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I used to be a miserable f*ck - an everyman’s guide to a meaningful life by John Kim.


This has to be one of the most intriguing titles to cross my desk in recent years. It certainly garnered my attention. And even as it’s aimed primarily at encouraging men taking ownership of their lives, I think this provocative and entertaining book will ultimately provide salient lessons for both men and women.


The author is a therapist whose profound post-divorce realisation that he was perhaps the author of his own misery, lead to this book. Kim delivers the message with self-deprecating humour as he helps the reader along on their own journey of self-discovery and awareness.


Accordingly, the (second) introductory chapter addresses Self: “We’re not starting with your f*cked- up love life or frustrations with dating, your lop-sided friendships, or the tyre around your waist you just can’t get rid of. We’re not starting with your controlling parents …micro-managing partners, or your new start up that’s going to make you millions…”


When the next chapter #1 Don’t Hide (the first real chapter) arrives, it’s not before an in-between chapter, a sort of nano-chapter, called Self in a Shot Glass for those time-poor souls who like to take their psychology lessons in an expresso format.

By now you’ll have gleaned that I have a slight issue with the format, but nothing too serious. It’s just that I’m down with an introduction, not so good with a second introduction, and then a little confused by the start of the first hashtag chapters glued together by a very short summary.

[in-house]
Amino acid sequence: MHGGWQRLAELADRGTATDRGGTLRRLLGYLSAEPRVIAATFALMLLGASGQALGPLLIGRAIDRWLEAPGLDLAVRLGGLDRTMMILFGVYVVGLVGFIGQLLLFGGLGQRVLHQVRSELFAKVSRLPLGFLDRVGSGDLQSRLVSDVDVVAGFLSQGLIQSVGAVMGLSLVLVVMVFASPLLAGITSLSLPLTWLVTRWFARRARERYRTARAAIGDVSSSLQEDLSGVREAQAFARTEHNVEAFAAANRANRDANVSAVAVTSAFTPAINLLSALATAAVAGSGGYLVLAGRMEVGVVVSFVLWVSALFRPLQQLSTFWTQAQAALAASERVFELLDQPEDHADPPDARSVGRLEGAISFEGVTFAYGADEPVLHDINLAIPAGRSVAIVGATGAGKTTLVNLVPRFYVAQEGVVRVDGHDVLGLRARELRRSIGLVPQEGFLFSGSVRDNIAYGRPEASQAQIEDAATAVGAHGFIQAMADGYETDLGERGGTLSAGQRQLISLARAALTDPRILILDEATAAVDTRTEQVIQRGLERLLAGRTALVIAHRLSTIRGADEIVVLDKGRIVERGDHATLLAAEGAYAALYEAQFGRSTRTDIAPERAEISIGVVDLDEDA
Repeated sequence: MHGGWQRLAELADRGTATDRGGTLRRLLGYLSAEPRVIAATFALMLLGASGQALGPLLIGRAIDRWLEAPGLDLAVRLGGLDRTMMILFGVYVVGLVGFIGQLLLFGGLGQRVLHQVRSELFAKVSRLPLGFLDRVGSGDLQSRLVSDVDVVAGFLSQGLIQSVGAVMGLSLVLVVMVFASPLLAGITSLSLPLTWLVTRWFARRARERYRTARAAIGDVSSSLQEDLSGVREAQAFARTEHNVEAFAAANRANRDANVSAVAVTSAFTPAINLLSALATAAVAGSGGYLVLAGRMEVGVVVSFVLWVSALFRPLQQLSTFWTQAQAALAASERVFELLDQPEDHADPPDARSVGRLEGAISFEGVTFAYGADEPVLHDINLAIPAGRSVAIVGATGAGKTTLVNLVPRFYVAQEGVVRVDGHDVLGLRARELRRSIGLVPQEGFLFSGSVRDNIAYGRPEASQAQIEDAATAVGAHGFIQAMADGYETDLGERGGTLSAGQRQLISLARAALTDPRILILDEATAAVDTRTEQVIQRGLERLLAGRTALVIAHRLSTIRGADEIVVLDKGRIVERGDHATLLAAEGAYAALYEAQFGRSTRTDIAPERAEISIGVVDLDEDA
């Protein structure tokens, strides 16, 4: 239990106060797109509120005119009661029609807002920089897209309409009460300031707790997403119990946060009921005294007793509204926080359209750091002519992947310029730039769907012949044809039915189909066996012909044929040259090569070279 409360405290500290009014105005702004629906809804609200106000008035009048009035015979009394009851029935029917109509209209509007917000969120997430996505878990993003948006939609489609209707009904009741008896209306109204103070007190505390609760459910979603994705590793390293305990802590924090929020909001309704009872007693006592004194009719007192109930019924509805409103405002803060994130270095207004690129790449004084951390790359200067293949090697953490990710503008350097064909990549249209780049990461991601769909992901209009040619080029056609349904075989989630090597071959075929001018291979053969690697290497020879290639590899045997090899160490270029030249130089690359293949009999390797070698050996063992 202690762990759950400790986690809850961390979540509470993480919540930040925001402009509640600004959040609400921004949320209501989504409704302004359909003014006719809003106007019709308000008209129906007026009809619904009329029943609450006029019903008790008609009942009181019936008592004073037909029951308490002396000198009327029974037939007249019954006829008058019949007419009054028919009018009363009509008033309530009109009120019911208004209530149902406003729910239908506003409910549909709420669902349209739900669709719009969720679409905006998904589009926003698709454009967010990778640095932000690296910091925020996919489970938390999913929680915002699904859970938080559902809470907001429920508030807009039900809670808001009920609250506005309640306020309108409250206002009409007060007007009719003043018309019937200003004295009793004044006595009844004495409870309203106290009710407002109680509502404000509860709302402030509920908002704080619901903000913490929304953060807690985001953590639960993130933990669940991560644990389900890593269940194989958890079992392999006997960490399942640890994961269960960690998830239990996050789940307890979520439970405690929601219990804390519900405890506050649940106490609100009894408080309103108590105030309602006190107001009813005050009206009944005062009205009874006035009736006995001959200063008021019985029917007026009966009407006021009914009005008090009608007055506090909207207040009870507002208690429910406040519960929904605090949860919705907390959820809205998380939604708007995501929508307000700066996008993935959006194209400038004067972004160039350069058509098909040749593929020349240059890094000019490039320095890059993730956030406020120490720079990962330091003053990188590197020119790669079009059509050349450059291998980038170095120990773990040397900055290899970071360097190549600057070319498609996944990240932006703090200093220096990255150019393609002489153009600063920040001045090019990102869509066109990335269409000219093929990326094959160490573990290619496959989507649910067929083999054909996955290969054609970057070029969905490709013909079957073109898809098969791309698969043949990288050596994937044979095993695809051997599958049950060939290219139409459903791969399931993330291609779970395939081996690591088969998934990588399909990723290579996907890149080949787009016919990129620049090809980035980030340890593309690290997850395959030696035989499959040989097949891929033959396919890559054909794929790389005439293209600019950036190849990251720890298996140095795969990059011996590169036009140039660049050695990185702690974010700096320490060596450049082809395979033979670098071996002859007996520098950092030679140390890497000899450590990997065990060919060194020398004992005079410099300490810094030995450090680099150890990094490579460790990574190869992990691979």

Initially it pulled me up and I would have preferred clearer delineation and flow. But in no way did this small criticism detract from my overall enjoyment of this book once I understood how it worked, and - more importantly - how it could be used to greater value.


But back to the book. #2 Do Walk with Mirrors encourages introspection. And it comes with Kim’s own reflection (pardon the pun) on his own lack of it. Despite – or perhaps because of – being a professional. This is not an entirely new theme because we’ve all met plenty of people who’ve “done a huge amount of work” on themselves, but who still don’t get it.


I loved #3 Choose Responsibility Over Freedom which deals with doing the right thing in terms of our obligations to others. I love the way Kim builds the case for a freedom where responsibility builds trust which ultimately allows greater freedom. You’ll have to read it for yourself to understand this important theme better.


Along the way, among many other eloquent lessons on becoming a better man, you’ll read how to: Separate who you are from what you do; Get out of your bubble; The benefits of failing; and Not texting like you’re seventeen.


And of course, there’s all the short, succinct takeaways, or distilled messages in summary, along the way. To get the most from this book I would suggest that – in addition to reinforcing the wisdom of each chapter - these could be used as a reference when you return to this book again and again, as I hope you will.


I used to be a miserable f*ck is a great book for women to better understand men, but it’s a brilliant tool for men to better understand themselves.


Reviewer: Peta Stavelli

Allen and Unwin. $32.99

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